• Secretary of State Mike Pompeo said the U.S. has clear expectations for Chinese behavior and will take action when they are not met
  • The closure followed the indictment Tuesday of two Chinese hackers
  • The administration has been ratcheting up the rhetoric against Beijing for months, with President Trump particularly vexed over the handling of the coronavirus outbreak

President Trump and his administration have been ratcheting up the rhetoric against China for months, and Wednesday’s decision to shutter the Chinese Consulate in Houston was, perhaps, the most serious diplomatic action taken in years.

The question is whether retaliation by Beijing will jeopardize the $1.1 trillion in U.S. debt held by the Chinese government – a fraction of total U.S. debt, which stood at $26.5 trillion Wednesday.

“Concerns are likely overexaggerated – particularly at a time when the U.S. is already running multitrillion-dollar deficits in the age of COVID. A period of international global instability gives the U.S. an advantage, so long as U.S. Treasurys are still seen as one of the safest assets on the world stage,” Tho Bishop of the Ludwig von Mises Institute told International Business Times.

“While America's fiscal and monetary policy should rightfully concern holders of U.S. debt, these must be considered relative to other major economies. … The dollar's role as the international reserve currency continues to be Washington's greatest source of leverage here.”

The Trump administration's move followed the indictment Tuesday of two Chinese hackers accused of trying to steal coronavirus research data at the behest of Chinese intelligence. They allegedly were part of a decadelong effort to steal trade secrets for both self-enrichment and the benefit of the Chinese government.

But charges of intellectual property theft and trade agreement violations are longstanding, as are human rights violations.

Secretary of State Mike Pompeo, who was in Denmark, said the administration has had enough. He said the administration has laid out “clear expectations” for behavior by Beijing and would take action to protect U.S. interests when those expectations are not met.

Sen. Marco Rubio, R-Fla., said the consulate in Houston was the “central node” of China's “vast network of spies” in the U.S.

“It is no secret that Chinese state actors have long been suspected of engaging in espionage on U.S. soil, including those serving in official roles. The Houston consulate is no different, and it is possible that this is just the tip of the iceberg,” said Rob Davis, CEO of the cybersecurity company CriticalStart.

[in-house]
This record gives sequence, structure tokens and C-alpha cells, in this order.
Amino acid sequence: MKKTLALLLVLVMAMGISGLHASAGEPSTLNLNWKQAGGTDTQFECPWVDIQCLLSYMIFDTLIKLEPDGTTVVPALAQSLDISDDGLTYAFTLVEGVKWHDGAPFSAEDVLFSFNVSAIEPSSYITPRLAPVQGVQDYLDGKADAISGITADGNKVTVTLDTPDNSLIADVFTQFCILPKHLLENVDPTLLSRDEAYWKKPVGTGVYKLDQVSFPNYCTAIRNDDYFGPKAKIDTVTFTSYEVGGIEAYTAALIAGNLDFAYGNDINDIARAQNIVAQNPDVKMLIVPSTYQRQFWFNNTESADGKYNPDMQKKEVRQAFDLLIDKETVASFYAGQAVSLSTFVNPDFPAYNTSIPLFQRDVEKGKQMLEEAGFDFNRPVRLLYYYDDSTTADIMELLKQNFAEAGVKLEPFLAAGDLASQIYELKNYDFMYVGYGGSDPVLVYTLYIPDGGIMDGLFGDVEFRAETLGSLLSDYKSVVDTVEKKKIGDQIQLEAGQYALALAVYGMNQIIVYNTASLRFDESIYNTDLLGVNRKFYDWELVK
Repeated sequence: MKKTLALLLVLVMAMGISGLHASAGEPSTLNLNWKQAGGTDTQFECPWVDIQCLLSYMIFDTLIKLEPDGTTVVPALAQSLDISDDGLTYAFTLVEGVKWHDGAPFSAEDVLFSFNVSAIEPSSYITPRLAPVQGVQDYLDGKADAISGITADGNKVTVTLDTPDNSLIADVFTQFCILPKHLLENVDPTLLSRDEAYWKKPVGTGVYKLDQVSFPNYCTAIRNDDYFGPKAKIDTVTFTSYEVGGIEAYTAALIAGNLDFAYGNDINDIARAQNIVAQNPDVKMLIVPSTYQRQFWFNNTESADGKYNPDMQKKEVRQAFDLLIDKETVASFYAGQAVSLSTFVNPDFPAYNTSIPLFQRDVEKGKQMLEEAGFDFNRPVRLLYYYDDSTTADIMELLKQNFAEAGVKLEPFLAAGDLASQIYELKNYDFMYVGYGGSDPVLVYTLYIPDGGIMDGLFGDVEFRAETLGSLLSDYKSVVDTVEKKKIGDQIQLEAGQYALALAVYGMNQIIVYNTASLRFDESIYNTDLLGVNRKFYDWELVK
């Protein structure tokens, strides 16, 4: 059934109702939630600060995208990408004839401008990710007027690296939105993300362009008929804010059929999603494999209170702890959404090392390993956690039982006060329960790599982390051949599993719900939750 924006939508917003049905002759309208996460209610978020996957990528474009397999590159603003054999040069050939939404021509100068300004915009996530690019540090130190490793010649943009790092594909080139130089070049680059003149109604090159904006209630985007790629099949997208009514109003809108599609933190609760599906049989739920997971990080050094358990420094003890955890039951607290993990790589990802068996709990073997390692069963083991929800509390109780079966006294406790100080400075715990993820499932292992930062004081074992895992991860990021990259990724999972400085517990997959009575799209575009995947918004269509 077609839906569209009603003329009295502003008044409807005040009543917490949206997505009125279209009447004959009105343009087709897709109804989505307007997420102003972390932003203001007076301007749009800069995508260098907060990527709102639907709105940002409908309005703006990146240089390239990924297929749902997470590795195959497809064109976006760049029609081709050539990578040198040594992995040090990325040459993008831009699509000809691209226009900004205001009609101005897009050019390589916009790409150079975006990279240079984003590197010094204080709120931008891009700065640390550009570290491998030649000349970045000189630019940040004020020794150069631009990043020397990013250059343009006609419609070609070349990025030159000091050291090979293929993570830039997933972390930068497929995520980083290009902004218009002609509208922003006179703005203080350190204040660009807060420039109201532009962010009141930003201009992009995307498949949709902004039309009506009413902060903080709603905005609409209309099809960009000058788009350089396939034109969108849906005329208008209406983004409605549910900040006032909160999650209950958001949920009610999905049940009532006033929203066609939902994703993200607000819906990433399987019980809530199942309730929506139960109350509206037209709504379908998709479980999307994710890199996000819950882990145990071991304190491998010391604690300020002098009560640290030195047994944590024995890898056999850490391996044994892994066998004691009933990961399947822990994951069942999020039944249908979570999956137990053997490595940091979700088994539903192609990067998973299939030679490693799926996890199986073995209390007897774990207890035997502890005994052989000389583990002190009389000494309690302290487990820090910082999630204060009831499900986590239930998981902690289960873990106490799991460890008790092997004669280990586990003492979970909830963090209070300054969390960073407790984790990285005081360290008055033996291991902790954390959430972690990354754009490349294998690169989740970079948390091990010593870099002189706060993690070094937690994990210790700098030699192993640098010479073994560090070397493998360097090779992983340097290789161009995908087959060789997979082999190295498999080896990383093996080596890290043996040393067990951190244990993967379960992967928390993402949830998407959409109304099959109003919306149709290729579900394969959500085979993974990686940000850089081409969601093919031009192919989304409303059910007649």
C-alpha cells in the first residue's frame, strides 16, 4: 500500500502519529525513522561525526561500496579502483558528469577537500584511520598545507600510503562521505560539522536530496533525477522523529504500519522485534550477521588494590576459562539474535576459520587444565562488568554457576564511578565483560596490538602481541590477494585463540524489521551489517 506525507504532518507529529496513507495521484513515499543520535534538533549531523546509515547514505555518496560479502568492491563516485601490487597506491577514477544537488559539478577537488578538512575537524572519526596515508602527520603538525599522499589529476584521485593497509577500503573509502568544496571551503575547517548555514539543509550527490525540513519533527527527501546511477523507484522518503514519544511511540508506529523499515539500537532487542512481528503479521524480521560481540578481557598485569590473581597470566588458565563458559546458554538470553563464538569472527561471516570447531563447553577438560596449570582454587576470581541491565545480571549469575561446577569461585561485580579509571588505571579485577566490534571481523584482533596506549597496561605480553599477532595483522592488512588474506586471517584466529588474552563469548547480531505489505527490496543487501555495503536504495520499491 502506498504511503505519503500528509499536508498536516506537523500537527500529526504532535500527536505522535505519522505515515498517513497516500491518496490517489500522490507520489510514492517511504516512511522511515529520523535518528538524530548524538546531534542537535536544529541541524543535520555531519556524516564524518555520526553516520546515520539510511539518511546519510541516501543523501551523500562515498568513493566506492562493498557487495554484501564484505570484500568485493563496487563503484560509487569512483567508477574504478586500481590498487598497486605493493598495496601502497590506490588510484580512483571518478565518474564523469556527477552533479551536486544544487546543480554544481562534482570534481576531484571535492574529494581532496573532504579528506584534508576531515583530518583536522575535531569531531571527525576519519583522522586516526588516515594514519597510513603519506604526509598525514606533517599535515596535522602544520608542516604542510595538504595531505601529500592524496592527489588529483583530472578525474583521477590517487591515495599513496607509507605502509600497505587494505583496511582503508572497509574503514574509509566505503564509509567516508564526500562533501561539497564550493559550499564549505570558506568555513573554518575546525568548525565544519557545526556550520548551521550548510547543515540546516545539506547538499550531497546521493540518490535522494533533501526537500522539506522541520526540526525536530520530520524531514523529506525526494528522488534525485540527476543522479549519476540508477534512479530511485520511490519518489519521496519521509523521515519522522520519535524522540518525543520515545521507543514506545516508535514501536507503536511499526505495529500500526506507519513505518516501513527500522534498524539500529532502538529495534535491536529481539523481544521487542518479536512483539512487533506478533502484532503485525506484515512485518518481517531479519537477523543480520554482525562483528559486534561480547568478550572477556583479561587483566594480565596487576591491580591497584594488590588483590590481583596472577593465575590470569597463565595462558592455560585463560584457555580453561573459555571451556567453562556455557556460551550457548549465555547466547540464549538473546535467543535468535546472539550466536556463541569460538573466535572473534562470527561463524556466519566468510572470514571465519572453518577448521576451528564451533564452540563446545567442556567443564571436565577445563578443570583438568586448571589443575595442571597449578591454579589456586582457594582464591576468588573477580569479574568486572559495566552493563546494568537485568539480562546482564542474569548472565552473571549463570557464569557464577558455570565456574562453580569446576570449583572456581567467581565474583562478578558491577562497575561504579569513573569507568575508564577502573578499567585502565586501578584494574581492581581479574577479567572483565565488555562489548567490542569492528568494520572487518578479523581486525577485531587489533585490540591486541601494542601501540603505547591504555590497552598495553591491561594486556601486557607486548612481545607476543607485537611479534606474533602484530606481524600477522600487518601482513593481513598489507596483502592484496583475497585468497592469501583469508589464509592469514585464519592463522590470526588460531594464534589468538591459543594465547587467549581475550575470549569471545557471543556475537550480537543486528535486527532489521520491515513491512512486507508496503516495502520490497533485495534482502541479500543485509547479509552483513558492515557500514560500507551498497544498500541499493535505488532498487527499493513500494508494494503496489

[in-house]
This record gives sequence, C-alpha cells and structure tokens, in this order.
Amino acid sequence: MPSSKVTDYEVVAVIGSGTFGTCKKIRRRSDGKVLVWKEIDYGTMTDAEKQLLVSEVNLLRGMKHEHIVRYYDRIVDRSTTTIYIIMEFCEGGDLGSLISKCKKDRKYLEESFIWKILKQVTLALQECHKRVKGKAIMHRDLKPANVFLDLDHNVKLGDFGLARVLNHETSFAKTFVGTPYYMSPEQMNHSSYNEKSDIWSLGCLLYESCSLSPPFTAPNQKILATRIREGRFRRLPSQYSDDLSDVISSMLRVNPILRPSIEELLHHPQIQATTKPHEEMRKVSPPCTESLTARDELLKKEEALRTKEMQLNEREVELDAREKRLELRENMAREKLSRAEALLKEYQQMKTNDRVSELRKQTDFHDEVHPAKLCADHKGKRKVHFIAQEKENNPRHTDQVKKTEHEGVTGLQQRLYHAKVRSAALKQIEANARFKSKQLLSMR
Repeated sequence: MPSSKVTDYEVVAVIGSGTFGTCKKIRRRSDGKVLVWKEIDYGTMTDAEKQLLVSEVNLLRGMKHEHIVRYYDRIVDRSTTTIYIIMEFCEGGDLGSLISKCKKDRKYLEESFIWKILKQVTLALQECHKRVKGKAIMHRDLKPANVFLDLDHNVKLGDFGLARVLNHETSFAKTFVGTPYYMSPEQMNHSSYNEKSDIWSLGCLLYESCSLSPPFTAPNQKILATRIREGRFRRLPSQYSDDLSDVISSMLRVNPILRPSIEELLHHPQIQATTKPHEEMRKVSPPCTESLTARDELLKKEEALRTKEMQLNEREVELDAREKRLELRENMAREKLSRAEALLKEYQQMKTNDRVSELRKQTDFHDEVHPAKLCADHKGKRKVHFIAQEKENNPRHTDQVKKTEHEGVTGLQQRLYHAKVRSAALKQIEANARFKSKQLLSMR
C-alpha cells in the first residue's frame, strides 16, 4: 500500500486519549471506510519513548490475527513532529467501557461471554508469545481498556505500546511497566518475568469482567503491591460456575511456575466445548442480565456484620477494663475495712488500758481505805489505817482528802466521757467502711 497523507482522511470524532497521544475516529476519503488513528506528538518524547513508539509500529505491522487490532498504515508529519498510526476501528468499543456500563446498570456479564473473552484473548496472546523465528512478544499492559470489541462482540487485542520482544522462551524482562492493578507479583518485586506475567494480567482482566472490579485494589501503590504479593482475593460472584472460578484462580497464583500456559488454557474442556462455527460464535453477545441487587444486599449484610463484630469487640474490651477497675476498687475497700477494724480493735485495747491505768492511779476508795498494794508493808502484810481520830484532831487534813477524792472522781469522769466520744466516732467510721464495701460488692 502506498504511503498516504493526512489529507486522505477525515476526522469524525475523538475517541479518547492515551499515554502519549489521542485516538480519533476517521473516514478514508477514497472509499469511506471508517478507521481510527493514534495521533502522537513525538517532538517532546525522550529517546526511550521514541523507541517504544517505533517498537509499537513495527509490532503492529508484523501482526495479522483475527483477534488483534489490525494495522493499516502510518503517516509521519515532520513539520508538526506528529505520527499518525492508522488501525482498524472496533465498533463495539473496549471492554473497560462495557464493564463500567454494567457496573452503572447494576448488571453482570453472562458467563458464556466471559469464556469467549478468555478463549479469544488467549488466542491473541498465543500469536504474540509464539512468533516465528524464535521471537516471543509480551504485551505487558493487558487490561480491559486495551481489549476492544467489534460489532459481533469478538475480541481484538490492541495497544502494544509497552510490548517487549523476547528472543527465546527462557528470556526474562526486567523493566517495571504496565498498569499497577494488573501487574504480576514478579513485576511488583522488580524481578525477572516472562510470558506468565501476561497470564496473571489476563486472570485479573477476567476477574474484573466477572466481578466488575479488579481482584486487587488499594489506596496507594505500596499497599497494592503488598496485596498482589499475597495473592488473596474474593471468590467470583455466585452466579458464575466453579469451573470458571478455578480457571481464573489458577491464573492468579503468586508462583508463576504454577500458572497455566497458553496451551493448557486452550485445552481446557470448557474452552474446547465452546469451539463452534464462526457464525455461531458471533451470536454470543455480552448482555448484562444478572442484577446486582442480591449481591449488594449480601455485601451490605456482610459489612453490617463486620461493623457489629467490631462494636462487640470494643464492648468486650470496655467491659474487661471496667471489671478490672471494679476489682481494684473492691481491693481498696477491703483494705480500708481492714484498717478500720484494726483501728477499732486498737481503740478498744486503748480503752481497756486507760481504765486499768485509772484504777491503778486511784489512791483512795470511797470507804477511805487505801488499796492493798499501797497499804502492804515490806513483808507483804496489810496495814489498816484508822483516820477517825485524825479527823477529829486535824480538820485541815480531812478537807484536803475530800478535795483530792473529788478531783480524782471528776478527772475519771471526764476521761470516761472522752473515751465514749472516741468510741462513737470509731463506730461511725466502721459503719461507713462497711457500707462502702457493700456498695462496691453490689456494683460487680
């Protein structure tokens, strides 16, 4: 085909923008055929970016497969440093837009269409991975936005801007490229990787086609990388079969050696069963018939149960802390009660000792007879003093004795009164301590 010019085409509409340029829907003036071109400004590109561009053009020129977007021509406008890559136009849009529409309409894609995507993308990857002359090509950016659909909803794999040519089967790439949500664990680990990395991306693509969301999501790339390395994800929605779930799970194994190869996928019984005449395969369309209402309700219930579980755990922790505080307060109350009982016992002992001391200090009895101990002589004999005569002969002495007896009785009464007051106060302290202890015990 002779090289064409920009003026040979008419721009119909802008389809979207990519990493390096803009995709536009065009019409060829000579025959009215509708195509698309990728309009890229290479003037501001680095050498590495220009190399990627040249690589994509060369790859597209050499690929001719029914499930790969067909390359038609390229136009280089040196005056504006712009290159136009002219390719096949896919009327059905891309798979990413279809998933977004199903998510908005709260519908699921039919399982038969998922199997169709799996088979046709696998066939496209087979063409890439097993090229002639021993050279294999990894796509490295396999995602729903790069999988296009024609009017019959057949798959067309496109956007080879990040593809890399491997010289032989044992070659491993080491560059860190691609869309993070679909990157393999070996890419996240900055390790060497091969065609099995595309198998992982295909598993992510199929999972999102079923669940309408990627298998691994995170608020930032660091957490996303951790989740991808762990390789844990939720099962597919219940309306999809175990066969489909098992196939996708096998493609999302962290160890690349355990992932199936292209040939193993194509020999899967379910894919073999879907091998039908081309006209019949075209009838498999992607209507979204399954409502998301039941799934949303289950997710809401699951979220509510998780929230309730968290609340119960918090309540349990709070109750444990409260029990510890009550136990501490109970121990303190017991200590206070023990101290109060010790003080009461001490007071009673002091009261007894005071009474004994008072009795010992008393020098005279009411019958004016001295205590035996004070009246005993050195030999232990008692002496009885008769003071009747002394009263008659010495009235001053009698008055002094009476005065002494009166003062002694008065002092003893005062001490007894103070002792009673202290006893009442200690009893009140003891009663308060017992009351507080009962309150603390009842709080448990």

“While the threat of nation-state sponsored cyberattacks is not new, we’ve seen little public-facing retaliatory action taken. With the administrations demand for the closure of the Chinese Consulate, and subsequent destruction of documents, we may see even more activity from nation-state advanced persistent threats.”

Washington and Beijing have been trading barbs for decades though President Trump has professed a close relationship with Chinese President Xi Jinping. Much of Trump’s tenure in the White House was marked by tit-for-tat trade tariffs, and both the Trump and Obama administrations have decried Chinese construction of small islands in surrounding waters to extend fishing rights and military influence. Trump also has been highly critical of China’s handling of the coronavirus pandemic, which has led to a global recession.

“A breakdown in economic relations between countries naturally leads to a breakdown in diplomacy and can escalate into more overtly military action,” Bishop noted. “While a full economic decoupling would have been considered unrealistic just a few years ago, changes in supply chains – amplified by COVID-related issues – along with a deteriorating global economy widen the number of potential outcomes here.”

Bishop noted the Chinese Communist Party has never really dealt with a major financial crisis and survived the 2008 global financial meltdown in much better shape than other major economies.

“Insecurity from both sides only creates further incentives to scapegoat the other, and rally nationalist sentiments internally,” Bishop said.

“How the [Chinese Communist Party] would respond if the party is faced with a major economic crisis is unknown. If Xi's control over the party is as strong as he would like it to be seen, then it would make internal reforms difficult and could set up a very dangerous world stage.”